Fighting childhood obesity

Tue, 04/25/2006 - 1:34pm
By: The Citizen

The National Institutes of Health has declared childhood obesity an epidemic. The number of children who are overweight has doubled in the last two to three decades and statistics show that one child in five is overweight.

Obesity in children and adolescents is associated with an increase in the incidence of weight-related health problems such as type 2 diabetes, as well high cholesterol and blood pressure levels, which are risk factors for heart disease. Overweight children also suffer orthopedic problems, liver disease and asthma at higher rates.

“Obesity in children is a serious disease that requires medical care,” says Dr. Sarah Jane Schwarzenberg, director of the Pediatric Weight Management Clinic at the University of Minnesota Children’s Hospital, Fairview in Minneapolis.
There is no single cause for childhood obesity. Genetics, lack of activity and bad eating habits all play a part. “Obesity has a genetic basis with an environmental trigger,” explains Schwarzenberg. “We are genetically predisposed to eat more than we need, and with easy access to fatty and sugary food, it’s easy for kids to learn bad eating habits.”

The multidisciplinary program at the Clinic helps overweight children and their families deal with the health problems associated with obesity as well as achieve healthier lifestyles. It addresses the medical, nutritional and emotional issues associated with being overweight.

“We evaluate the child, determine health risks, and develop a management plan to help the child and their family slowly adopt a healthier lifestyle,” say Schwarzenberg. The team of experts includes doctors, psychologists and dieticians. “Where it’s warranted, we use medication and bariatric surgery to treat medical problems, while the psychologists work on behavior modifications and the dieticians educate the child and the family on healthy eating choices,” she says.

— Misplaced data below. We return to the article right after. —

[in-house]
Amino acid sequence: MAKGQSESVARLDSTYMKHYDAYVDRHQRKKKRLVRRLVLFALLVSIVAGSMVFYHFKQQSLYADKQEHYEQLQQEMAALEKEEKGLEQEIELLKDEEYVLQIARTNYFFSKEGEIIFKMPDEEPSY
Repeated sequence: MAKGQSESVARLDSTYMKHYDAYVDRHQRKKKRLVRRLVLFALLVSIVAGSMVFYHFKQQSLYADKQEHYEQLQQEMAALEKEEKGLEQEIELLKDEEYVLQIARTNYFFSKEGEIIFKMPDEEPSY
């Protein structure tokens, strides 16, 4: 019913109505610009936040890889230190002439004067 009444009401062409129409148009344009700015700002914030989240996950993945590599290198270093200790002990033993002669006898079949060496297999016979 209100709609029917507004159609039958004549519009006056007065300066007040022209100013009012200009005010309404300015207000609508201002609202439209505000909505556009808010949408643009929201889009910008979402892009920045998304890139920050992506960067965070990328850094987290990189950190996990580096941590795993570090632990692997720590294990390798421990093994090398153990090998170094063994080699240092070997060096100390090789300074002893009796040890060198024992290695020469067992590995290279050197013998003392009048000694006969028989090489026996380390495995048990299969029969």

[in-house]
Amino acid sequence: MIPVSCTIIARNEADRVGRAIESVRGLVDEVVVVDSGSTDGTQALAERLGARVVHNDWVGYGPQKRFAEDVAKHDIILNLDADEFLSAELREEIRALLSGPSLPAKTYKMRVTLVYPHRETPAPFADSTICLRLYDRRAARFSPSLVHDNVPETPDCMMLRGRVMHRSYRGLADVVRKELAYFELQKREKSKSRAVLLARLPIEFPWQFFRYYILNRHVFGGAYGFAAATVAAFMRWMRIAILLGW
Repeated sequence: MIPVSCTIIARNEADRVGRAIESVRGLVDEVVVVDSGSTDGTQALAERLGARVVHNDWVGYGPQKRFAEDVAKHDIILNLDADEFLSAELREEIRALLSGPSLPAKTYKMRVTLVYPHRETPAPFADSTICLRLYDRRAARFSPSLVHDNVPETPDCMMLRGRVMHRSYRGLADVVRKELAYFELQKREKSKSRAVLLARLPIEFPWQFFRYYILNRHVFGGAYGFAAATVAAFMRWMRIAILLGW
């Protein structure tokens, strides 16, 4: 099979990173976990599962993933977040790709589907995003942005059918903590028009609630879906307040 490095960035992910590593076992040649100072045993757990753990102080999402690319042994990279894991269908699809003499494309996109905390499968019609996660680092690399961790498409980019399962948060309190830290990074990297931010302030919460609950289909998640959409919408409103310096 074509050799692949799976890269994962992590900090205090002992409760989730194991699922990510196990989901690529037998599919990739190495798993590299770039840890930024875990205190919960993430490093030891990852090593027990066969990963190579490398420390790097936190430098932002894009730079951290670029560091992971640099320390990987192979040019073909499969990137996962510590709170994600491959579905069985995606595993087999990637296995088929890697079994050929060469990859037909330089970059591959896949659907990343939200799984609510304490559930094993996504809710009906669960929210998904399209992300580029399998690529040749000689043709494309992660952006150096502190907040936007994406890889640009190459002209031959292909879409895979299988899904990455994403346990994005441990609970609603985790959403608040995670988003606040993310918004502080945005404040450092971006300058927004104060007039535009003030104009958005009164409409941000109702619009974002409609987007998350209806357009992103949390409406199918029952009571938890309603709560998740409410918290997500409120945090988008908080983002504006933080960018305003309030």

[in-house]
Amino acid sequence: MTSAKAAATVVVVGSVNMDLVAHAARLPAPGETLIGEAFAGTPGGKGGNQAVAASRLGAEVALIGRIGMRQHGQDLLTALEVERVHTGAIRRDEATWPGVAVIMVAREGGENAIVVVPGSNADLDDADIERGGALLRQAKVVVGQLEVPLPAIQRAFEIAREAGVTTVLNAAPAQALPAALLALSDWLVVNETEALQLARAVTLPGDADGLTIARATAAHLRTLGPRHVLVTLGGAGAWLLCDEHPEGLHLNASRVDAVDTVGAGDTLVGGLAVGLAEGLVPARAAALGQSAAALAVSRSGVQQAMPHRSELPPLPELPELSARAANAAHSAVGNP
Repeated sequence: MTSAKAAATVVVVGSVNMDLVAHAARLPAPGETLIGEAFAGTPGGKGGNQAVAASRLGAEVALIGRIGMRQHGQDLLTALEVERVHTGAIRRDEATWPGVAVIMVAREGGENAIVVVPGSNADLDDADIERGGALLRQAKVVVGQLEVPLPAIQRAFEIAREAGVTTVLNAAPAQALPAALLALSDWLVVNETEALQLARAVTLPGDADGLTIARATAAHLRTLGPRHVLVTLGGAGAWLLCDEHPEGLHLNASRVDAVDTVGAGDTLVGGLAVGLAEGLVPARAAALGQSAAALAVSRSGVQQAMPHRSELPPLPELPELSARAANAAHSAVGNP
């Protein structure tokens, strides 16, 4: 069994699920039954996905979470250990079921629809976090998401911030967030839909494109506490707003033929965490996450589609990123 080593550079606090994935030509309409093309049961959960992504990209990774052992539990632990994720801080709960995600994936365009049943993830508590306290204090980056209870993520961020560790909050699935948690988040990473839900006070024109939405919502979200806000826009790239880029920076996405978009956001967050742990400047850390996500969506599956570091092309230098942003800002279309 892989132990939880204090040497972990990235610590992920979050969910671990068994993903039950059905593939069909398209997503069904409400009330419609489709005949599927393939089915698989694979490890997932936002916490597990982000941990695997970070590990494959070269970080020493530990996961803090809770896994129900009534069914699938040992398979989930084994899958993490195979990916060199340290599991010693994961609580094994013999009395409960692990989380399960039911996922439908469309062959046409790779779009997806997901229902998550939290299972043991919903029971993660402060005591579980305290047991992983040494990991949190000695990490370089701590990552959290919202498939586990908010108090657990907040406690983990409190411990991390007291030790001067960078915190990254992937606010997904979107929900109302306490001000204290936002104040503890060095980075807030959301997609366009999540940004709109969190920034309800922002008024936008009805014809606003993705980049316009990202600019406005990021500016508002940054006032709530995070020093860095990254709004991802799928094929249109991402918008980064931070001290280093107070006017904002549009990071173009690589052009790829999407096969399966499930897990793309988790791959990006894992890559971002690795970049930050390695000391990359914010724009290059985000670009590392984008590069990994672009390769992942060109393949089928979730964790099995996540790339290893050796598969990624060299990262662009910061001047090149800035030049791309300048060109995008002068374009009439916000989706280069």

Schwarzenberg stresses that children are not put on a diet - rather, they learn new, healthy habits that will last a lifetime. “We’re not doing this solely for cosmetic reasons,” she says. “We are treating a chronic lifelong disease.”

Parents need to set a good example for their kids, starting with eating right. Although parents might be overwhelmed at the thought of putting together a balanced meal while dealing with work and busy family schedules, it’s not as hard as it might seem, Schwarzenberg says. “All you need is a loaf of bread and some deli turkey for a healthy sandwich. Add some apple slices to the plate, and you’re doing a pretty good job.” Grocery stores are filled with easy options, from salad in a bag to rotisserie chicken.
When asked for tips on how to help children eat right and lead a healthy lifestyle, Schwarzenberg offers these four simple tips:

1. Eat five servings of fruits and vegetables a day. “This isn’t as hard as it sounds when you realize that one serving equals about a handful,” says Schwarzenberg.

2. Limit kids’ screen time to two hours a day total. That includes TV, video games, and computer time.

3. Help your child get one hour of physical activity a day. That can be as easy as a family walk around the neighborhood after dinner.

4. Don’t give kids pop or fruit juice. “Many people are surprised by how much sugar is in fruit juice,” says Schwarzenberg. “You’re much better off with a piece of fruit instead.”

For more information on the Pediatric Weight Management Clinic at the University of Minnesota Children’s Hospital, contact

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